Sanctions have cost Zimbabwe US $42 billion in potential revenue

By Tafara Chikumira

ZIMBABWE has lost over US$42 billion in potential revenue as a result of the illegal sanctions imposed by the United States and its allies some 20 years ago.

Presenting a lecture on the state of the economy to youths at Mkoba Teacher’s College in Gweru this Saturday, Finance and Economic development Minister, Professor Mthuli Ncube said Zimbabweans need to understand the devastating effects of sanctions and become innovative to address the challenges facing the nation.

“The over US$42 billion which we have lost since 2001 is almost double our economy which stands at US$25 billion, that’s quite a huge margin and people need to realise the effects of such a loss. Almost US$4,5 billion of that money was intended for donor support and US$18 billion was for financial support. Banks lost over 100 corresponding resources. We experienced massive loss of jobs and we were unable to create jobs easily. We have lost a lot as a country including foreign direct investment,” said the Finance and Economic Development Minister.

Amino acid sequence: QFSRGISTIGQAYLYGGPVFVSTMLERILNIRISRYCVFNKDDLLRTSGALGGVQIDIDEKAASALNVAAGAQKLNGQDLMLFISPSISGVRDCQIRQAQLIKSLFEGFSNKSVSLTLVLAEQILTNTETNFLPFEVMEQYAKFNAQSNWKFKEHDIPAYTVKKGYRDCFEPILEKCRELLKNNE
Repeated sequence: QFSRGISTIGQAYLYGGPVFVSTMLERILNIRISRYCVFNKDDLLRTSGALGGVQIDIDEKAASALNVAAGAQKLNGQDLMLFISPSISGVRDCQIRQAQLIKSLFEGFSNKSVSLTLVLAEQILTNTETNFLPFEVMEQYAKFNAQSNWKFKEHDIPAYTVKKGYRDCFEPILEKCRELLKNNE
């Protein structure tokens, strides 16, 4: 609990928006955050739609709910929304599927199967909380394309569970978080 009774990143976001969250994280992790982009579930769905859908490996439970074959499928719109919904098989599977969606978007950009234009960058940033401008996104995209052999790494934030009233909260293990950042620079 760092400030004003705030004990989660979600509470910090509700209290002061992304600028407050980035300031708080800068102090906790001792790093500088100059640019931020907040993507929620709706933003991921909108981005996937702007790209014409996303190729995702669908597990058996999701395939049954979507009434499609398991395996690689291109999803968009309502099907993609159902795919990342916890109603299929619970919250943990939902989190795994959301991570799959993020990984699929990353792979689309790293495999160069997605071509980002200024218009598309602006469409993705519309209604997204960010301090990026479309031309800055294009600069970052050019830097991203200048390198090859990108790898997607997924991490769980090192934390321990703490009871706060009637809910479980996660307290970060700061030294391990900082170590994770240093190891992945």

He added that government has come up with various sanctions busting mechanisms for the benefit of the people.

“Like any nation under attack, we had to come up with something so that we stand on our own. We had to come up with a firm foundation for us to begin to realise the fruits of our efforts.

“The government had to introduce the Transitional Stabilisation Programme which became the foundation of turning around the economic fortunes of the country. This had to be followed by the NDS1.

“We also introduced the Devolution concept which is meant to ensure that every region has to get support from their own resources. Our goal is to ensure that employment is improved to 80 percent while poverty has to be reduced by 25percent,” explained the Finance Minister.

The illegal sanctions imposed on the country have seen Zimbabwe failing to access lines of credit and support from international monetary institutions where the country is a member.

The second republic has however come up with robust measures contained in Vision 2030, envisaged to transform the country into an upper middle income society. The national blue print has seen government completing numerous developmental projects across the country.